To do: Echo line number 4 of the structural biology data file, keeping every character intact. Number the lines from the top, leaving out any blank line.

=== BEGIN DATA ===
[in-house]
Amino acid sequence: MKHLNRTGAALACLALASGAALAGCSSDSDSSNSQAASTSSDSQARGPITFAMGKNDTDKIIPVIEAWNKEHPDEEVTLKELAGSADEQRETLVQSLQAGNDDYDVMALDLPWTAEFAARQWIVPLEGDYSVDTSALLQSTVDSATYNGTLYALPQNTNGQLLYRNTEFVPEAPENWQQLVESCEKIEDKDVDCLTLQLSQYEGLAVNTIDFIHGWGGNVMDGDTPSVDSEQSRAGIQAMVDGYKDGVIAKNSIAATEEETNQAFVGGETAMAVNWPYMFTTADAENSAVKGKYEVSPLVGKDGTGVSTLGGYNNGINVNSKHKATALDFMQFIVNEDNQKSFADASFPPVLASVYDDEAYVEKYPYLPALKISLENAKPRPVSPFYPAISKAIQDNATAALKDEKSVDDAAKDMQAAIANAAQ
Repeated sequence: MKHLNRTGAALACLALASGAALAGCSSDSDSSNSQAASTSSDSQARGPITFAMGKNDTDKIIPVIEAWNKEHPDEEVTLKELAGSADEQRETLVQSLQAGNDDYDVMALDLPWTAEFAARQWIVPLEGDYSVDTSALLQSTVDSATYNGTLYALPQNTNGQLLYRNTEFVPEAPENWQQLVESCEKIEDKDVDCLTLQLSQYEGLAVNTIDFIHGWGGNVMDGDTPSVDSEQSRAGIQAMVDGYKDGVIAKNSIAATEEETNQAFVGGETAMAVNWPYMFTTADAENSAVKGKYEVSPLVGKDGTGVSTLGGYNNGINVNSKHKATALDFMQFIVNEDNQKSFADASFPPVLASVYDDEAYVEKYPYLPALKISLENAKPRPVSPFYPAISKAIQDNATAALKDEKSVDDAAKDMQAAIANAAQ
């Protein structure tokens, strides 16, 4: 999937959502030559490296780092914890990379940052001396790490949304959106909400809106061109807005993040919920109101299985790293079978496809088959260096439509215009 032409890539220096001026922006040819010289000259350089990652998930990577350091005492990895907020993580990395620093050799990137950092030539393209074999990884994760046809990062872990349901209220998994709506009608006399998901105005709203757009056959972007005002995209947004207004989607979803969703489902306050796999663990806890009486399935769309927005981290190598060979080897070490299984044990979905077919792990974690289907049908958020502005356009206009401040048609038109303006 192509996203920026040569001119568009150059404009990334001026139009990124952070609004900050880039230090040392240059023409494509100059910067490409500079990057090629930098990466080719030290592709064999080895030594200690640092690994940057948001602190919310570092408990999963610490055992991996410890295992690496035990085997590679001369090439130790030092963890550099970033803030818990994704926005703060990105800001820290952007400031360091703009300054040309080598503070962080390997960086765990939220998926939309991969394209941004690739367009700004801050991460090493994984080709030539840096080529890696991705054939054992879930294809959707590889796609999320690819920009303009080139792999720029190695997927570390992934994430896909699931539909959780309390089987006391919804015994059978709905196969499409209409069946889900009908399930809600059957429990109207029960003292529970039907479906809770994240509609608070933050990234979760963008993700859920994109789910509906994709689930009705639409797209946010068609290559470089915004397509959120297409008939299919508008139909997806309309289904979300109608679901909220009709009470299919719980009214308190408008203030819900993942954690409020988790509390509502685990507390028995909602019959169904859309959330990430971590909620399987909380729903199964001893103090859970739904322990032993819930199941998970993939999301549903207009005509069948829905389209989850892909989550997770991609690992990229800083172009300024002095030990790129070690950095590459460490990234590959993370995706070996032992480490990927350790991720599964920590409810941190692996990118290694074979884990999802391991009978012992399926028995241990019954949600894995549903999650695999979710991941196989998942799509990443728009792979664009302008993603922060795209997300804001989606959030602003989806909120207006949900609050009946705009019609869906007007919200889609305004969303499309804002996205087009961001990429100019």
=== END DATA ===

């Protein structure tokens, strides 16, 4: 999937959502030559490296780092914890990379940052001396790490949304959106909400809106061109807005993040919920109101299985790293079978496809088959260096439509215009 032409890539220096001026922006040819010289000259350089990652998930990577350091005492990895907020993580990395620093050799990137950092030539393209074999990884994760046809990062872990349901209220998994709506009608006399998901105005709203757009056959972007005002995209947004207004989607979803969703489902306050796999663990806890009486399935769309927005981290190598060979080897070490299984044990979905077919792990974690289907049908958020502005356009206009401040048609038109303006 192509996203920026040569001119568009150059404009990334001026139009990124952070609004900050880039230090040392240059023409494509100059910067490409500079990057090629930098990466080719030290592709064999080895030594200690640092690994940057948001602190919310570092408990999963610490055992991996410890295992690496035990085997590679001369090439130790030092963890550099970033803030818990994704926005703060990105800001820290952007400031360091703009300054040309080598503070962080390997960086765990939220998926939309991969394209941004690739367009700004801050991460090493994984080709030539840096080529890696991705054939054992879930294809959707590889796609999320690819920009303009080139792999720029190695997927570390992934994430896909699931539909959780309390089987006391919804015994059978709905196969499409209409069946889900009908399930809600059957429990109207029960003292529970039907479906809770994240509609608070933050990234979760963008993700859920994109789910509906994709689930009705639409797209946010068609290559470089915004397509959120297409008939299919508008139909997806309309289904979300109608679901909220009709009470299919719980009214308190408008203030819900993942954690409020988790509390509502685990507390028995909602019959169904859309959330990430971590909620399987909380729903199964001893103090859970739904322990032993819930199941998970993939999301549903207009005509069948829905389209989850892909989550997770991609690992990229800083172009300024002095030990790129070690950095590459460490990234590959993370995706070996032992480490990927350790991720599964920590409810941190692996990118290694074979884990999802391991009978012992399926028995241990019954949600894995549903999650695999979710991941196989998942799509990443728009792979664009302008993603922060795209997300804001989606959030602003989806909120207006949900609050009946705009019609869906007007919200889609305004969303499309804002996205087009961001990429100019």